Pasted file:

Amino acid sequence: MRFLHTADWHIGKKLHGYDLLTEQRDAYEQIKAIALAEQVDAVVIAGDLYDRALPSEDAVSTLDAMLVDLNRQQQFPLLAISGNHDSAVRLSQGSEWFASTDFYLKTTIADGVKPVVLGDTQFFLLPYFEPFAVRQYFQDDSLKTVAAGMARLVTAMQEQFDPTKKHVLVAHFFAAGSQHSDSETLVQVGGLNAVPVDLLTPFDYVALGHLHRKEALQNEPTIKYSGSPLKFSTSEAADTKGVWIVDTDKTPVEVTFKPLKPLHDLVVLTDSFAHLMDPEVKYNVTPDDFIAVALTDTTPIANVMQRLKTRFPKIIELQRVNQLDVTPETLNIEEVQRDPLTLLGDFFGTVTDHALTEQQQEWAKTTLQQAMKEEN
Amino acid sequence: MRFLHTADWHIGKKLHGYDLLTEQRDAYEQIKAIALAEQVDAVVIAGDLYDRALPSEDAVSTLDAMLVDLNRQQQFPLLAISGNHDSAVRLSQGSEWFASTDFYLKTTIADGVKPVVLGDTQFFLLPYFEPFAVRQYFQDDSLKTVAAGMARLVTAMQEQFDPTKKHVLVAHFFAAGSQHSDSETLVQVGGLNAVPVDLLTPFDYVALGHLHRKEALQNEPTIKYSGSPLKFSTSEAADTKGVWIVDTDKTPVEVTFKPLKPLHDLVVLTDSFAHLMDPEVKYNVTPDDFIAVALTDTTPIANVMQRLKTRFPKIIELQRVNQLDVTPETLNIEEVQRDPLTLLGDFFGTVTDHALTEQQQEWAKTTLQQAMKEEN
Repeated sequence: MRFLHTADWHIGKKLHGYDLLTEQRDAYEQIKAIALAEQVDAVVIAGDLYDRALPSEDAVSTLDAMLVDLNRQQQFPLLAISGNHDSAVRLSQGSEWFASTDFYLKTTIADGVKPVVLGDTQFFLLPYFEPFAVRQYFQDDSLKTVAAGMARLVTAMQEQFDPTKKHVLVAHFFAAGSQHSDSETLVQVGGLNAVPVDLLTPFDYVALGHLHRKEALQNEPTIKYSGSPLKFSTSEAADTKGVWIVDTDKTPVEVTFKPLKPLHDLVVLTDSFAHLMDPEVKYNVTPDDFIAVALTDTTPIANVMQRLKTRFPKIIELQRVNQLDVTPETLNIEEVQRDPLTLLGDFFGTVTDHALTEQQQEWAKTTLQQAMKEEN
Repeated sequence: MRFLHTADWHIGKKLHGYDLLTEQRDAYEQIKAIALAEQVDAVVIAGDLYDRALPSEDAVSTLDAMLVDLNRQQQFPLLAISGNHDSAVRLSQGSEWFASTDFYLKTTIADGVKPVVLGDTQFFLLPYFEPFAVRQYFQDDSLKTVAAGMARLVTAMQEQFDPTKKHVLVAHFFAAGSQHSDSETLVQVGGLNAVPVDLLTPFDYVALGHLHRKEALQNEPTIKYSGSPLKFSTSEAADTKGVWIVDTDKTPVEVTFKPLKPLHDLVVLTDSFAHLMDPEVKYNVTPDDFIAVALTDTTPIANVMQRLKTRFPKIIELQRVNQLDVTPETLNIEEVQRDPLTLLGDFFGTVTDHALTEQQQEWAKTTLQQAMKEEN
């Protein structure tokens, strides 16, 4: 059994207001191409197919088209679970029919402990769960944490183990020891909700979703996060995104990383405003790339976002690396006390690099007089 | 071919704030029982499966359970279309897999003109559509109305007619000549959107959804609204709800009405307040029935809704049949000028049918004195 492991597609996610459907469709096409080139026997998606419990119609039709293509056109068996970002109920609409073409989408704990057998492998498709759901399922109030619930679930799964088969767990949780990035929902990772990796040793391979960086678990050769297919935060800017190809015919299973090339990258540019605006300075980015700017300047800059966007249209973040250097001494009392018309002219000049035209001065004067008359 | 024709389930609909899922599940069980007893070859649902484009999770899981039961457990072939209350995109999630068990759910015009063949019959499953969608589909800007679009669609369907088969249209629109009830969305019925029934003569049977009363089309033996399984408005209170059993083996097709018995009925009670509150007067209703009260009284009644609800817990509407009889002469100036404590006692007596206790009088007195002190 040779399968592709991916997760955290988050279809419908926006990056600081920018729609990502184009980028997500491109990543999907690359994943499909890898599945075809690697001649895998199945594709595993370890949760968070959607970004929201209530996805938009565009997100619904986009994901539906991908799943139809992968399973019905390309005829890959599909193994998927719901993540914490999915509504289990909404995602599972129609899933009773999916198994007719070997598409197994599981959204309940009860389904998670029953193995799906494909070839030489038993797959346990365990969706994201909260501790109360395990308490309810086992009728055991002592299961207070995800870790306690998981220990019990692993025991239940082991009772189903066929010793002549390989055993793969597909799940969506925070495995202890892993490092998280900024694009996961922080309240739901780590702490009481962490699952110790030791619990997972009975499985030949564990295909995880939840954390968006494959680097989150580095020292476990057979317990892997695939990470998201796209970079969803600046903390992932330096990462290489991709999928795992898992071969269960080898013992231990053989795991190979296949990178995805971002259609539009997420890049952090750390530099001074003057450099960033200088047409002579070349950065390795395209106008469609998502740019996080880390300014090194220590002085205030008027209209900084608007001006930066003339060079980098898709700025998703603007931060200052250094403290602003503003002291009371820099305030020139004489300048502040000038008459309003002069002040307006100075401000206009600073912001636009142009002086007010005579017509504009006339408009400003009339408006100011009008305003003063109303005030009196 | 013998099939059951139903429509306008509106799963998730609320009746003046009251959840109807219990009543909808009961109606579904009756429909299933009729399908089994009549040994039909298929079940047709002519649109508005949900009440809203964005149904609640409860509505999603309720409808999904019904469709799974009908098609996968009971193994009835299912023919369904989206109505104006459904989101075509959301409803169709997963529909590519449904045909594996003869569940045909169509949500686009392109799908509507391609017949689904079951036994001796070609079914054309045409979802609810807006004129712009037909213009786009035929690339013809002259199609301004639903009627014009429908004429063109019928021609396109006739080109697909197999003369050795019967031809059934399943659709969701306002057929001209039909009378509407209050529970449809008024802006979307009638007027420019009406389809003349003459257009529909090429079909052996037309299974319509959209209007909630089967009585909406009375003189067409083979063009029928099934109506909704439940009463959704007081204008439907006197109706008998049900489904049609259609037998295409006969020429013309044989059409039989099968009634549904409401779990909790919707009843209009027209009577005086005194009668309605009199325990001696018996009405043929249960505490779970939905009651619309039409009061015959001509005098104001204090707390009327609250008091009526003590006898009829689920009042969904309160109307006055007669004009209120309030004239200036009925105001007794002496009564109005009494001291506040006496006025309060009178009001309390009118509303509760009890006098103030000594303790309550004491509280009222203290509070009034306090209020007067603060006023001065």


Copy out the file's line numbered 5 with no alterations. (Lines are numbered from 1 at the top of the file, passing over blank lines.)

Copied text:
């Protein structure tokens, strides 16, 4: 059994207001191409197919088209679970029919402990769960944490183990020891909700979703996060995104990383405003790339976002690396006390690099007089 | 071919704030029982499966359970279309897999003109559509109305007619000549959107959804609204709800009405307040029935809704049949000028049918004195 492991597609996610459907469709096409080139026997998606419990119609039709293509056109068996970002109920609409073409989408704990057998492998498709759901399922109030619930679930799964088969767990949780990035929902990772990796040793391979960086678990050769297919935060800017190809015919299973090339990258540019605006300075980015700017300047800059966007249209973040250097001494009392018309002219000049035209001065004067008359 | 024709389930609909899922599940069980007893070859649902484009999770899981039961457990072939209350995109999630068990759910015009063949019959499953969608589909800007679009669609369907088969249209629109009830969305019925029934003569049977009363089309033996399984408005209170059993083996097709018995009925009670509150007067209703009260009284009644609800817990509407009889002469100036404590006692007596206790009088007195002190 040779399968592709991916997760955290988050279809419908926006990056600081920018729609990502184009980028997500491109990543999907690359994943499909890898599945075809690697001649895998199945594709595993370890949760968070959607970004929201209530996805938009565009997100619904986009994901539906991908799943139809992968399973019905390309005829890959599909193994998927719901993540914490999915509504289990909404995602599972129609899933009773999916198994007719070997598409197994599981959204309940009860389904998670029953193995799906494909070839030489038993797959346990365990969706994201909260501790109360395990308490309810086992009728055991002592299961207070995800870790306690998981220990019990692993025991239940082991009772189903066929010793002549390989055993793969597909799940969506925070495995202890892993490092998280900024694009996961922080309240739901780590702490009481962490699952110790030791619990997972009975499985030949564990295909995880939840954390968006494959680097989150580095020292476990057979317990892997695939990470998201796209970079969803600046903390992932330096990462290489991709999928795992898992071969269960080898013992231990053989795991190979296949990178995805971002259609539009997420890049952090750390530099001074003057450099960033200088047409002579070349950065390795395209106008469609998502740019996080880390300014090194220590002085205030008027209209900084608007001006930066003339060079980098898709700025998703603007931060200052250094403290602003503003002291009371820099305030020139004489300048502040000038008459309003002069002040307006100075401000206009600073912001636009142009002086007010005579017509504009006339408009400003009339408006100011009008305003003063109303005030009196 | 013998099939059951139903429509306008509106799963998730609320009746003046009251959840109807219990009543909808009961109606579904009756429909299933009729399908089994009549040994039909298929079940047709002519649109508005949900009440809203964005149904609640409860509505999603309720409808999904019904469709799974009908098609996968009971193994009835299912023919369904989206109505104006459904989101075509959301409803169709997963529909590519449904045909594996003869569940045909169509949500686009392109799908509507391609017949689904079951036994001796070609079914054309045409979802609810807006004129712009037909213009786009035929690339013809002259199609301004639903009627014009429908004429063109019928021609396109006739080109697909197999003369050795019967031809059934399943659709969701306002057929001209039909009378509407209050529970449809008024802006979307009638007027420019009406389809003349003459257009529909090429079909052996037309299974319509959209209007909630089967009585909406009375003189067409083979063009029928099934109506909704439940009463959704007081204008439907006197109706008998049900489904049609259609037998295409006969020429013309044989059409039989099968009634549904409401779990909790919707009843209009027209009577005086005194009668309605009199325990001696018996009405043929249960505490779970939905009651619309039409009061015959001509005098104001204090707390009327609250008091009526003590006898009829689920009042969904309160109307006055007669004009209120309030004239200036009925105001007794002496009564109005009494001291506040006496006025309060009178009001309390009118509303509760009890006098103030000594303790309550004491509280009222203290509070009034306090209020007067603060006023001065």